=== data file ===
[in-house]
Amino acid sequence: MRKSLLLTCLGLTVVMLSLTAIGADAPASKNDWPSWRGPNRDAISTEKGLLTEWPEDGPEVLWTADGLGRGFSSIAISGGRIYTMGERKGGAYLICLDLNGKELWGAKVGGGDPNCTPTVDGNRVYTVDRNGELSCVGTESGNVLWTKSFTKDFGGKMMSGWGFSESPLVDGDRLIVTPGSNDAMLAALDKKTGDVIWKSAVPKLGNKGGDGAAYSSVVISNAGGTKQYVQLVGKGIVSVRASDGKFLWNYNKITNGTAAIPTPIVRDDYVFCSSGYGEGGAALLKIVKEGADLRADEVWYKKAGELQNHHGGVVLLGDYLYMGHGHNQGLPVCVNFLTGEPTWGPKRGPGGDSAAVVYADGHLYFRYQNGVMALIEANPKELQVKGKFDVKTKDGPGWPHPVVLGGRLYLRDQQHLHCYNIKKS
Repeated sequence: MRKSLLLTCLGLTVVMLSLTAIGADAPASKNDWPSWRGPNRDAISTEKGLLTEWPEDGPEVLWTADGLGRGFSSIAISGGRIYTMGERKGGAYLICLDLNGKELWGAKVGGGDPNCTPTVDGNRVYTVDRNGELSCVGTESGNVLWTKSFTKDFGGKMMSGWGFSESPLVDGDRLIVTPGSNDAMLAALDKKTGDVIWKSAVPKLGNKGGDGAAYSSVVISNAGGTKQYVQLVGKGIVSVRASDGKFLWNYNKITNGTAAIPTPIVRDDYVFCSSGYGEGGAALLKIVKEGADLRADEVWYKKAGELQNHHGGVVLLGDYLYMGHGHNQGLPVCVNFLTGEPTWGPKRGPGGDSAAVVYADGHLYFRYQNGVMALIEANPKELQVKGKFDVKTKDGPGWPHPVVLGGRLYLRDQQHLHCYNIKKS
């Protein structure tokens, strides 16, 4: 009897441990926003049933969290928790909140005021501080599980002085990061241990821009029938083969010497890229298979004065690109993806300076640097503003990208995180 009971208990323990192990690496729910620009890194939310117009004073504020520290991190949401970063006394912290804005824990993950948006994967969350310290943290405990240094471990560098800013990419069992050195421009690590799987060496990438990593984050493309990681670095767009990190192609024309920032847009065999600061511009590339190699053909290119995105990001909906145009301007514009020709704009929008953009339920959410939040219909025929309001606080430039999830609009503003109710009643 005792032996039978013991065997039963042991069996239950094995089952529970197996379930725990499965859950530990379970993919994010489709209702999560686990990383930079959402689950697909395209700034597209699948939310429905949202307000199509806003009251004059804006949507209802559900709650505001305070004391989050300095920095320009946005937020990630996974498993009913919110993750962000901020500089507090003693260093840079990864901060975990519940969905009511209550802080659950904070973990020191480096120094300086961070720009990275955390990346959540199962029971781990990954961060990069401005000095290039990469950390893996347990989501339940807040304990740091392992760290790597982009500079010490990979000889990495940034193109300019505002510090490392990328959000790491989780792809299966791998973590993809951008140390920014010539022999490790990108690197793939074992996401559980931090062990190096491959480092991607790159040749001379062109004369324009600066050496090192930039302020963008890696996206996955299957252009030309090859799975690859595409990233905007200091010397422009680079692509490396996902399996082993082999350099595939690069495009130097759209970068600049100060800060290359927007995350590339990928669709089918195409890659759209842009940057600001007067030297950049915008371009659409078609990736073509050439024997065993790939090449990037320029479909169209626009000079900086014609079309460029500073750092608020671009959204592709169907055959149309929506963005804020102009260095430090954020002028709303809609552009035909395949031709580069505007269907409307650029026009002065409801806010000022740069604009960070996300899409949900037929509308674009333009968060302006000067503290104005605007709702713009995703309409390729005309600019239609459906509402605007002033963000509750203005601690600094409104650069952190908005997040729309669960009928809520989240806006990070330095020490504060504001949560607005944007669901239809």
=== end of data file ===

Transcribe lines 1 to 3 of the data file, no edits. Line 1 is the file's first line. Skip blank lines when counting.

[in-house]
Amino acid sequence: MRKSLLLTCLGLTVVMLSLTAIGADAPASKNDWPSWRGPNRDAISTEKGLLTEWPEDGPEVLWTADGLGRGFSSIAISGGRIYTMGERKGGAYLICLDLNGKELWGAKVGGGDPNCTPTVDGNRVYTVDRNGELSCVGTESGNVLWTKSFTKDFGGKMMSGWGFSESPLVDGDRLIVTPGSNDAMLAALDKKTGDVIWKSAVPKLGNKGGDGAAYSSVVISNAGGTKQYVQLVGKGIVSVRASDGKFLWNYNKITNGTAAIPTPIVRDDYVFCSSGYGEGGAALLKIVKEGADLRADEVWYKKAGELQNHHGGVVLLGDYLYMGHGHNQGLPVCVNFLTGEPTWGPKRGPGGDSAAVVYADGHLYFRYQNGVMALIEANPKELQVKGKFDVKTKDGPGWPHPVVLGGRLYLRDQQHLHCYNIKKS
Repeated sequence: MRKSLLLTCLGLTVVMLSLTAIGADAPASKNDWPSWRGPNRDAISTEKGLLTEWPEDGPEVLWTADGLGRGFSSIAISGGRIYTMGERKGGAYLICLDLNGKELWGAKVGGGDPNCTPTVDGNRVYTVDRNGELSCVGTESGNVLWTKSFTKDFGGKMMSGWGFSESPLVDGDRLIVTPGSNDAMLAALDKKTGDVIWKSAVPKLGNKGGDGAAYSSVVISNAGGTKQYVQLVGKGIVSVRASDGKFLWNYNKITNGTAAIPTPIVRDDYVFCSSGYGEGGAALLKIVKEGADLRADEVWYKKAGELQNHHGGVVLLGDYLYMGHGHNQGLPVCVNFLTGEPTWGPKRGPGGDSAAVVYADGHLYFRYQNGVMALIEANPKELQVKGKFDVKTKDGPGWPHPVVLGGRLYLRDQQHLHCYNIKKS